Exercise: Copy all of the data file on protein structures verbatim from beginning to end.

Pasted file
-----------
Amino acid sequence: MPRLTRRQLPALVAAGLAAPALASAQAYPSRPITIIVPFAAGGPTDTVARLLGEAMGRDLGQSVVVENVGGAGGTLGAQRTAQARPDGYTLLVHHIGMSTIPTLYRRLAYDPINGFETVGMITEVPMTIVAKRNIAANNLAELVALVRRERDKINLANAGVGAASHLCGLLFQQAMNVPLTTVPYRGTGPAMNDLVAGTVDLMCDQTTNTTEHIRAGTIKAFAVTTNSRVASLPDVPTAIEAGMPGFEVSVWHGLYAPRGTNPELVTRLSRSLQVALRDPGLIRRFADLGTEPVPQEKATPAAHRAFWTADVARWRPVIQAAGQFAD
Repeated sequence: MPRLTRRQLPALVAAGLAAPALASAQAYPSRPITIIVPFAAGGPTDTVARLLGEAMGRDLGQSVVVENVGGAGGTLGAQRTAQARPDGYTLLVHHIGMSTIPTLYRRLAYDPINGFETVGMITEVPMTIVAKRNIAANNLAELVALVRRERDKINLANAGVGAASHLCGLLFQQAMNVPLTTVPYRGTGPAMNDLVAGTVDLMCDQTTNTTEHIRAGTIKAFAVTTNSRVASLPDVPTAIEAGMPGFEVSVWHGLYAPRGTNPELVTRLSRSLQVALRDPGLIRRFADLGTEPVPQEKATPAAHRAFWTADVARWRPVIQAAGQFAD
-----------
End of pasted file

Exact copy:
Amino acid sequence: MPRLTRRQLPALVAAGLAAPALASAQAYPSRPITIIVPFAAGGPTDTVARLLGEAMGRDLGQSVVVENVGGAGGTLGAQRTAQARPDGYTLLVHHIGMSTIPTLYRRLAYDPINGFETVGMITEVPMTIVAKRNIAANNLAELVALVRRERDKINLANAGVGAASHLCGLLFQQAMNVPLTTVPYRGTGPAMNDLVAGTVDLMCDQTTNTTEHIRAGTIKAFAVTTNSRVASLPDVPTAIEAGMPGFEVSVWHGLYAPRGTNPELVTRLSRSLQVALRDPGLIRRFADLGTEPVPQEKATPAAHRAFWTADVARWRPVIQAAGQFAD
Repeated sequence: MPRLTRRQLPALVAAGLAAPALASAQAYPSRPITIIVPFAAGGPTDTVARLLGEAMGRDLGQSVVVENVGGAGGTLGAQRTAQARPDGYTLLVHHIGMSTIPTLYRRLAYDPINGFETVGMITEVPMTIVAKRNIAANNLAELVALVRRERDKINLANAGVGAASHLCGLLFQQAMNVPLTTVPYRGTGPAMNDLVAGTVDLMCDQTTNTTEHIRAGTIKAFAVTTNSRVASLPDVPTAIEAGMPGFEVSVWHGLYAPRGTNPELVTRLSRSLQVALRDPGLIRRFADLGTEPVPQEKATPAAHRAFWTADVARWRPVIQAAGQFAD